Indigenous Utilities Regulation Inquiry Panel members and BCUC Commissioners (L-R): Anna Fung, Blair Lockhart, and David Morton. Missing: Carolann Brewer. (R Dyok, MyCaribooNow.com staff)
A community input session into the regulation of Indigenous utilities was held Friday in Williams Lake.
The BC Utilities Commission (BCUC) is currently exploring and seeking feedback on a number of important questions including what are the characteristics of an Indigenous utility with respect to what services are provided, who the services are provided to, should they be regulated and how, and if unregulated how will the interests of indigenous utility ratepayers be protected.
“We had a very informative morning,” BCUC chair and CEO, Dave Morton said.
“We had a member of the public who came up and described his role in a utility that is partly owned by a First Nation group near Prince Rupert, and he discussed a number of issues that he sees and provided us with his and his company’s opinion on various aspects of how utilities like his should be regulated which is exactly the feedback that we’re looking for.”
The Lieutenant Governor in Council requested the BC Utilities Commission to provide recommendations to Government regarding the regulation of Indigenous utilities in British Columbia on March 11, 2019.
The next community input session takes place in Prince Rupert.
“This is an inquiry process that we have used before; we did an inquiry you may recall a couple of years ago into whether the economics of Site C whether it was cheaper to continue or to abandon the project and we’re wrapping an inquiry into electric vehicle charging and how that should be regulated,” Morton said.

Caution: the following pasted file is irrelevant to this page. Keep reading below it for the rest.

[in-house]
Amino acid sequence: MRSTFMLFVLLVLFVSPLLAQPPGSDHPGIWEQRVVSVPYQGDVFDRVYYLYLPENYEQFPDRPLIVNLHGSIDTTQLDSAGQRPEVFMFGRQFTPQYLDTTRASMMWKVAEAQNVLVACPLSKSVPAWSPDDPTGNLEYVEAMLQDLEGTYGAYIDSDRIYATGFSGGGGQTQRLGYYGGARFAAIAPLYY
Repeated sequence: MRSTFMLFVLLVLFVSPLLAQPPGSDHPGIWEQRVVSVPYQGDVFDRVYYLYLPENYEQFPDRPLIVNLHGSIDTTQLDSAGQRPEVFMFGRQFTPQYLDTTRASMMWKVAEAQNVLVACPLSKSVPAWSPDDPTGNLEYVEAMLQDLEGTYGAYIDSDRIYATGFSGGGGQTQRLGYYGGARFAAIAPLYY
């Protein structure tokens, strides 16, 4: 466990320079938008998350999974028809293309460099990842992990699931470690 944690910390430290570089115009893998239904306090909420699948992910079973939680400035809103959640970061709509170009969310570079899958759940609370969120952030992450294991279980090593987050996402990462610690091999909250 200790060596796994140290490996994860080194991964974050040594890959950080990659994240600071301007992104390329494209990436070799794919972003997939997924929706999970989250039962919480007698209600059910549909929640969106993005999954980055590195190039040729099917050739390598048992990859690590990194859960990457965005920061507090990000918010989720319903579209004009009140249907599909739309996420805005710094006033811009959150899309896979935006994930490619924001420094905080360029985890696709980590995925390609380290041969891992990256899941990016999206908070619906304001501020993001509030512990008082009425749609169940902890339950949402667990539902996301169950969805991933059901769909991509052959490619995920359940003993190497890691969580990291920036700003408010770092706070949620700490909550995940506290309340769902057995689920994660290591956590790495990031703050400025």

“What we do in an inquiry we go out and try to gather as many facts as we can, we try to reach out get as much opinion, and as many comments from people as possible. We also invite interveners to join the proceeding; interveners are groups of people or individuals that have evidence that they want to submit and then they have to be available for questioning. We often then also do these community input sessions where we tour the province and invite anyone to come and provide on an informal basis any comments they wish to the panel, and that’s what we’ve done in this case.”
Those processes Morton added will be finished by November 30, 2019.
“The panel will have reached some conclusions about the recommendations it wants to make and we’ll prepare an interim report which will be ready for December 31st, and then that will go out to all parties for comment for a two month period until the end of January.”